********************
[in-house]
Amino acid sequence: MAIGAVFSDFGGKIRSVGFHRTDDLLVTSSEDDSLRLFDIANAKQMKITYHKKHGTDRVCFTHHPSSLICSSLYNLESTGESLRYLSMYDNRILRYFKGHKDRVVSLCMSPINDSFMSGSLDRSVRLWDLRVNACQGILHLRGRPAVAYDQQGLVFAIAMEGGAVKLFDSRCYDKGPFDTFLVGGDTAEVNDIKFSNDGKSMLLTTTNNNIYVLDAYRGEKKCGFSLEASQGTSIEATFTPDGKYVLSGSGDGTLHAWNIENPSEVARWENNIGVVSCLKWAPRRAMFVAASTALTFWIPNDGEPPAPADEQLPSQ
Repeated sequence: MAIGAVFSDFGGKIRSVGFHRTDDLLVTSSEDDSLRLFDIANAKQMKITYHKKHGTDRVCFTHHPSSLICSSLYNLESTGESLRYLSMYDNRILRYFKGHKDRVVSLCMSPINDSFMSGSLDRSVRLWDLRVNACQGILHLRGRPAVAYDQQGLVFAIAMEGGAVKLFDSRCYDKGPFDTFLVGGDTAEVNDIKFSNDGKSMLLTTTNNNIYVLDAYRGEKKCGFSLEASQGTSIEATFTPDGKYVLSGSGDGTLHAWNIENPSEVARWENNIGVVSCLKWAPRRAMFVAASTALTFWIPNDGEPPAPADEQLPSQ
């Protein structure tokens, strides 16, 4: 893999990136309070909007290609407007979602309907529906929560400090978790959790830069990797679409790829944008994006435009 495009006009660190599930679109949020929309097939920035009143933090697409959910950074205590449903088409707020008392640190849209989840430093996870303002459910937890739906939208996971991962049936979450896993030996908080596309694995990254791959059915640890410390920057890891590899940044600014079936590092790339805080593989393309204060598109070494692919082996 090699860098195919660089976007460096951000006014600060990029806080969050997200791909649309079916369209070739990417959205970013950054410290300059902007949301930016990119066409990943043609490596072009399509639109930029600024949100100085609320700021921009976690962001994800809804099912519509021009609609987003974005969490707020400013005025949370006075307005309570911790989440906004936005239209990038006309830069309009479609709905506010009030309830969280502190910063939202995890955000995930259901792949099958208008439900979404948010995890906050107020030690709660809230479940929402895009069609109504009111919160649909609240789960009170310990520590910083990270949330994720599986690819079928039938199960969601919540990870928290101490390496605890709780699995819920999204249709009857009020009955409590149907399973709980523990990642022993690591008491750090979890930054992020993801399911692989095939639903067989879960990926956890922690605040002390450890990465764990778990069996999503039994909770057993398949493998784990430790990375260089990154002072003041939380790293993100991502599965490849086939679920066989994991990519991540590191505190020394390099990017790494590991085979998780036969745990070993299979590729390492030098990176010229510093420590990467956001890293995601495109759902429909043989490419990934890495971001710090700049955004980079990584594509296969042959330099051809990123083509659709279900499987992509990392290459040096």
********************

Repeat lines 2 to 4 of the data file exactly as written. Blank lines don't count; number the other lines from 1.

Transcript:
Amino acid sequence: MAIGAVFSDFGGKIRSVGFHRTDDLLVTSSEDDSLRLFDIANAKQMKITYHKKHGTDRVCFTHHPSSLICSSLYNLESTGESLRYLSMYDNRILRYFKGHKDRVVSLCMSPINDSFMSGSLDRSVRLWDLRVNACQGILHLRGRPAVAYDQQGLVFAIAMEGGAVKLFDSRCYDKGPFDTFLVGGDTAEVNDIKFSNDGKSMLLTTTNNNIYVLDAYRGEKKCGFSLEASQGTSIEATFTPDGKYVLSGSGDGTLHAWNIENPSEVARWENNIGVVSCLKWAPRRAMFVAASTALTFWIPNDGEPPAPADEQLPSQ
Repeated sequence: MAIGAVFSDFGGKIRSVGFHRTDDLLVTSSEDDSLRLFDIANAKQMKITYHKKHGTDRVCFTHHPSSLICSSLYNLESTGESLRYLSMYDNRILRYFKGHKDRVVSLCMSPINDSFMSGSLDRSVRLWDLRVNACQGILHLRGRPAVAYDQQGLVFAIAMEGGAVKLFDSRCYDKGPFDTFLVGGDTAEVNDIKFSNDGKSMLLTTTNNNIYVLDAYRGEKKCGFSLEASQGTSIEATFTPDGKYVLSGSGDGTLHAWNIENPSEVARWENNIGVVSCLKWAPRRAMFVAASTALTFWIPNDGEPPAPADEQLPSQ
């Protein structure tokens, strides 16, 4: 893999990136309070909007290609407007979602309907529906929560400090978790959790830069990797679409790829944008994006435009 495009006009660190599930679109949020929309097939920035009143933090697409959910950074205590449903088409707020008392640190849209989840430093996870303002459910937890739906939208996971991962049936979450896993030996908080596309694995990254791959059915640890410390920057890891590899940044600014079936590092790339805080593989393309204060598109070494692919082996 090699860098195919660089976007460096951000006014600060990029806080969050997200791909649309079916369209070739990417959205970013950054410290300059902007949301930016990119066409990943043609490596072009399509639109930029600024949100100085609320700021921009976690962001994800809804099912519509021009609609987003974005969490707020400013005025949370006075307005309570911790989440906004936005239209990038006309830069309009479609709905506010009030309830969280502190910063939202995890955000995930259901792949099958208008439900979404948010995890906050107020030690709660809230479940929402895009069609109504009111919160649909609240789960009170310990520590910083990270949330994720599986690819079928039938199960969601919540990870928290101490390496605890709780699995819920999204249709009857009020009955409590149907399973709980523990990642022993690591008491750090979890930054992020993801399911692989095939639903067989879960990926956890922690605040002390450890990465764990778990069996999503039994909770057993398949493998784990430790990375260089990154002072003041939380790293993100991502599965490849086939679920066989994991990519991540590191505190020394390099990017790494590991085979998780036969745990070993299979590729390492030098990176010229510093420590990467956001890293995601495109759902429909043989490419990934890495971001710090700049955004980079990584594509296969042959330099051809990123083509659709279900499987992509990392290459040096």